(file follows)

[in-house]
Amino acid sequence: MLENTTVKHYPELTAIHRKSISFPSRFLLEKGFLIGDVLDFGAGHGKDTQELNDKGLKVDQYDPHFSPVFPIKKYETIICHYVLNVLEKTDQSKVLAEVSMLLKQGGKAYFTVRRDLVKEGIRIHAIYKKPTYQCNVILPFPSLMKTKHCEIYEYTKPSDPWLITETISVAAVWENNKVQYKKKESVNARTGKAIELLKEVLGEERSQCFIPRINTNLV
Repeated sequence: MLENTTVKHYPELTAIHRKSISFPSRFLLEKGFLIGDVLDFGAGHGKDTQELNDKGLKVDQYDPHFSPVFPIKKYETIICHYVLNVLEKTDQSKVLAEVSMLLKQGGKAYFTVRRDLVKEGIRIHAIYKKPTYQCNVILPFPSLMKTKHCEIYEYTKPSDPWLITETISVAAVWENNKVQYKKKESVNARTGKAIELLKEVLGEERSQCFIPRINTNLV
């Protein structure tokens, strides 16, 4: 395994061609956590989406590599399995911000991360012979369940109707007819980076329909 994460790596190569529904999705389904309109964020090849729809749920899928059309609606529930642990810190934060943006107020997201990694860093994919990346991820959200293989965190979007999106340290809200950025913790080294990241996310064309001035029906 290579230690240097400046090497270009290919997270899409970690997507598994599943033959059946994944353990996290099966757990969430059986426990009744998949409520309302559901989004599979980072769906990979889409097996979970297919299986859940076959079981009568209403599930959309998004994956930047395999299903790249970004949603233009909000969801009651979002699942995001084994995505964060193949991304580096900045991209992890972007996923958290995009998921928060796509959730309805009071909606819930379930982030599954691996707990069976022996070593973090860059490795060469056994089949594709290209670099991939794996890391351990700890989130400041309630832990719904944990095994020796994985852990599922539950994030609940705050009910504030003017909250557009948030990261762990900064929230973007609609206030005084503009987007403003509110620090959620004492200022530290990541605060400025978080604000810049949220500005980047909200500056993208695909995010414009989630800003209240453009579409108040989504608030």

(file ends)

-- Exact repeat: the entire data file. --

[in-house]
Amino acid sequence: MLENTTVKHYPELTAIHRKSISFPSRFLLEKGFLIGDVLDFGAGHGKDTQELNDKGLKVDQYDPHFSPVFPIKKYETIICHYVLNVLEKTDQSKVLAEVSMLLKQGGKAYFTVRRDLVKEGIRIHAIYKKPTYQCNVILPFPSLMKTKHCEIYEYTKPSDPWLITETISVAAVWENNKVQYKKKESVNARTGKAIELLKEVLGEERSQCFIPRINTNLV
Repeated sequence: MLENTTVKHYPELTAIHRKSISFPSRFLLEKGFLIGDVLDFGAGHGKDTQELNDKGLKVDQYDPHFSPVFPIKKYETIICHYVLNVLEKTDQSKVLAEVSMLLKQGGKAYFTVRRDLVKEGIRIHAIYKKPTYQCNVILPFPSLMKTKHCEIYEYTKPSDPWLITETISVAAVWENNKVQYKKKESVNARTGKAIELLKEVLGEERSQCFIPRINTNLV
């Protein structure tokens, strides 16, 4: 395994061609956590989406590599399995911000991360012979369940109707007819980076329909 994460790596190569529904999705389904309109964020090849729809749920899928059309609606529930642990810190934060943006107020997201990694860093994919990346991820959200293989965190979007999106340290809200950025913790080294990241996310064309001035029906 290579230690240097400046090497270009290919997270899409970690997507598994599943033959059946994944353990996290099966757990969430059986426990009744998949409520309302559901989004599979980072769906990979889409097996979970297919299986859940076959079981009568209403599930959309998004994956930047395999299903790249970004949603233009909000969801009651979002699942995001084994995505964060193949991304580096900045991209992890972007996923958290995009998921928060796509959730309805009071909606819930379930982030599954691996707990069976022996070593973090860059490795060469056994089949594709290209670099991939794996890391351990700890989130400041309630832990719904944990095994020796994985852990599922539950994030609940705050009910504030003017909250557009948030990261762990900064929230973007609609206030005084503009987007403003509110620090959620004492200022530290990541605060400025978080604000810049949220500005980047909200500056993208695909995010414009989630800003209240453009579409108040989504608030």